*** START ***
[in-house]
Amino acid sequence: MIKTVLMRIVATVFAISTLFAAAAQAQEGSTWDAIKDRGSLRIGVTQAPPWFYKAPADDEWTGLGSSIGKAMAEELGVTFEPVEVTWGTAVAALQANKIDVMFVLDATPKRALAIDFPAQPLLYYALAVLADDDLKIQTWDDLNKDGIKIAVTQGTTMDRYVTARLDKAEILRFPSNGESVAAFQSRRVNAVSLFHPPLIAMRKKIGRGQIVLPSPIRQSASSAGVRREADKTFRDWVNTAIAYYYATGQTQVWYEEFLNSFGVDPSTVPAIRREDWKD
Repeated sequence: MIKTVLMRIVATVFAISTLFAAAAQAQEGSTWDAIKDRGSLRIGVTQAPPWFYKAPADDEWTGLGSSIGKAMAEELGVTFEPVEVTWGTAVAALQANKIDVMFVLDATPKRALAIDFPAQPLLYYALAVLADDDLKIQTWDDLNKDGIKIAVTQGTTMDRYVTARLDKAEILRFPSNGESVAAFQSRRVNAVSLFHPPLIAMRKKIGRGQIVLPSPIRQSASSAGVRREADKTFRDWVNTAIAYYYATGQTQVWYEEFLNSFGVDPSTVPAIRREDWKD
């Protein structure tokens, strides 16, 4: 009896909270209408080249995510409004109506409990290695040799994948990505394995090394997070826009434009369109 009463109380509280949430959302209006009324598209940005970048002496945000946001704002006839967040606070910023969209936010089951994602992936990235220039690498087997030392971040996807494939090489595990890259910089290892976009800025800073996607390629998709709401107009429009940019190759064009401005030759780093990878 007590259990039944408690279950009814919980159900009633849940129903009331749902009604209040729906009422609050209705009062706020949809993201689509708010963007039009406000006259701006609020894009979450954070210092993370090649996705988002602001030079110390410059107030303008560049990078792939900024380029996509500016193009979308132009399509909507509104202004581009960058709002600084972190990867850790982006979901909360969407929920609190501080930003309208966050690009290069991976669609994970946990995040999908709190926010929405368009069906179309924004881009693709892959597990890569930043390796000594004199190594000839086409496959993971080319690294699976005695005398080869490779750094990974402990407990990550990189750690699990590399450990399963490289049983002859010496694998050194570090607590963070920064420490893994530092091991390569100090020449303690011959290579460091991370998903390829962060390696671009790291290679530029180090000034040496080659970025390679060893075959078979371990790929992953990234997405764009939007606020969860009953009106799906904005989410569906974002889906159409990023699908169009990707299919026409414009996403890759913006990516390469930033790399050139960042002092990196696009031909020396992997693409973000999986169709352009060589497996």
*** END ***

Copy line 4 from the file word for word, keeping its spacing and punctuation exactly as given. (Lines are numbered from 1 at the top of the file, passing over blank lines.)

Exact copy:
């Protein structure tokens, strides 16, 4: 009896909270209408080249995510409004109506409990290695040799994948990505394995090394997070826009434009369109 009463109380509280949430959302209006009324598209940005970048002496945000946001704002006839967040606070910023969209936010089951994602992936990235220039690498087997030392971040996807494939090489595990890259910089290892976009800025800073996607390629998709709401107009429009940019190759064009401005030759780093990878 007590259990039944408690279950009814919980159900009633849940129903009331749902009604209040729906009422609050209705009062706020949809993201689509708010963007039009406000006259701006609020894009979450954070210092993370090649996705988002602001030079110390410059107030303008560049990078792939900024380029996509500016193009979308132009399509909507509104202004581009960058709002600084972190990867850790982006979901909360969407929920609190501080930003309208966050690009290069991976669609994970946990995040999908709190926010929405368009069906179309924004881009693709892959597990890569930043390796000594004199190594000839086409496959993971080319690294699976005695005398080869490779750094990974402990407990990550990189750690699990590399450990399963490289049983002859010496694998050194570090607590963070920064420490893994530092091991390569100090020449303690011959290579460091991370998903390829962060390696671009790291290679530029180090000034040496080659970025390679060893075959078979371990790929992953990234997405764009939007606020969860009953009106799906904005989410569906974002889906159409990023699908169009990707299919026409414009996403890759913006990516390469930033790399050139960042002092990196696009031909020396992997693409973000999986169709352009060589497996």